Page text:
This lesson is extremely relevant to our times as well. Since 1948, with the establishment of the State of Israel, we, the Jewish People dwelling in lands with levels of morality almost analogous to Egypt, have known that the גאולה was imminent. The question raised by many, however, is how could the final redemption come through a secular government, one which is sometimes perceived as “טמא” through its policies and leadership? But, as we see from both our sedra and our parsha, anything truly holy begins in a state of unholiness. The גאולה is like this- yes, it may start out in a secular government, one which many learned people call “טמא”, but they misunderstand what this means. Yes it’s טמא, but not like the initial seven days of דמי טמאה that a mother experiences, but rather דמי טהרה. It’s the טומאה of a nation whose short history is scattered with open miracles, whose very existence and survival is a testament to G-d’s strength, much like a new baby. The birth of the גאולה was never meant to be illustrious. The bloodline of the משיח is quite the opposite, beginning in the incestuous union of Lot and his eldest daughter, continuing to the unconventional marriage of Boaz and Rut, and the illicit joining of David and Batsheva. But, as we’ve seen by the birth of a baby in our סדרה, and the birth of עם ישראל in פרשת החודש, this means nothing, because the future of our אתחלתא דגאולה will be amazing, and it can and will demonstrate to the world that we are an אור לגוים. We just need to have faith in it its growth, just as parents trust that their baby will grow to become more than an infant. And, of course, we need to help get it started.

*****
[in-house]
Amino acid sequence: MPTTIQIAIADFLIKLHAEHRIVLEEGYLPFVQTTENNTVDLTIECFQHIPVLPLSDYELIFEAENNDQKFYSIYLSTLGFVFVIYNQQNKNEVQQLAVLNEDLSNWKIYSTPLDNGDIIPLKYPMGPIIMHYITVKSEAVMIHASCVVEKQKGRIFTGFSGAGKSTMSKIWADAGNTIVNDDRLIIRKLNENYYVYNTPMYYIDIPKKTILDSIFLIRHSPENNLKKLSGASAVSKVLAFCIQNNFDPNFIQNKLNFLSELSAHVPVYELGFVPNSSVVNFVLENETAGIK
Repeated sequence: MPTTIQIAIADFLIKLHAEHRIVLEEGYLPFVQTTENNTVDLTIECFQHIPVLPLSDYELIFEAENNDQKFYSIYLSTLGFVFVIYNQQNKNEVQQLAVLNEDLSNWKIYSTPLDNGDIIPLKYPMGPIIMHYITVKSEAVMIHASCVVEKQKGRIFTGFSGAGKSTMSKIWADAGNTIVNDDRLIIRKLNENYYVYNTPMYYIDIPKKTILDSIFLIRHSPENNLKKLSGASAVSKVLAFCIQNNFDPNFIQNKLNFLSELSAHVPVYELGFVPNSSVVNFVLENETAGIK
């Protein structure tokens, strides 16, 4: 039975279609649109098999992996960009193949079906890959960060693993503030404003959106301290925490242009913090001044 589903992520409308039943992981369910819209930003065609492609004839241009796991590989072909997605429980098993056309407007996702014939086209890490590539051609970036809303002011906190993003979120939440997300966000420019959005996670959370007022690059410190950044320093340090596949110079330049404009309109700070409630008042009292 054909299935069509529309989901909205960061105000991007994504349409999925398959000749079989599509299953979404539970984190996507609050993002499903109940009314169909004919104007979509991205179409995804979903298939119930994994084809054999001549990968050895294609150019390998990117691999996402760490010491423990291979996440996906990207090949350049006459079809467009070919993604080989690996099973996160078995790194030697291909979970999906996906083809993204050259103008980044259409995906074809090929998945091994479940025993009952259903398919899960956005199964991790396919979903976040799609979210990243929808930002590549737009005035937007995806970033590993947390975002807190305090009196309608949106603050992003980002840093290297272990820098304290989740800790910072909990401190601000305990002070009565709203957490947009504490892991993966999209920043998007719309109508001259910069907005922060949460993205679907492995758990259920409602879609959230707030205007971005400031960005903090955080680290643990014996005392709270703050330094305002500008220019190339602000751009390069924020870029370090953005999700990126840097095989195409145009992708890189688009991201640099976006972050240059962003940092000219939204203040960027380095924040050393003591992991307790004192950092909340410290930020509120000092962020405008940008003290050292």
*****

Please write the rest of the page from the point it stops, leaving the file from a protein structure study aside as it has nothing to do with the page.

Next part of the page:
Parshat Tazria has 67 pesukim, which Chazal equate to the acronym בני”ה, her children, very appropriate for our פרשה. However,בניה can also mean the her builders. The message here is very clear- in order to help bring the משיח, symbolic of the birth of בניה,we become בניה, and return to settle and rebuild her, our eternal homeland. Faith in the State of Israel is not enough now- in order to rebuild, we must substantiate our אמונה with action and join the ranks of the more than six million Jews who have reclaimed our ancestral homeland. As חג הגאולה approaches, if each and every one of us can make a conscious effort towards joining עם ישראל in her newborn גאולה, then, with Hashem’s help, we will merit the final rebuilding of Jerusalem and the Third Bet Hamikdash, very very soon. Shabbat Shalom.


[1] Covenant and Conversation: Tazria-Metsorah 5773, Rabbi Lord Jonathan Sacks (

About the Author
Born and raised in Teaneck NJ, Tzvi Silver moved to Israel in 2012 after catching aliyah fever while learning abroad. Tzvi is now pursuing a degree in Engineering from the Jerusalem College of Technology, and works on the side as a contributor for local newspapers in the New York Area. Tzvi's interests include learning Torah, rabble-rousing, and finding creative ways of mixing the two.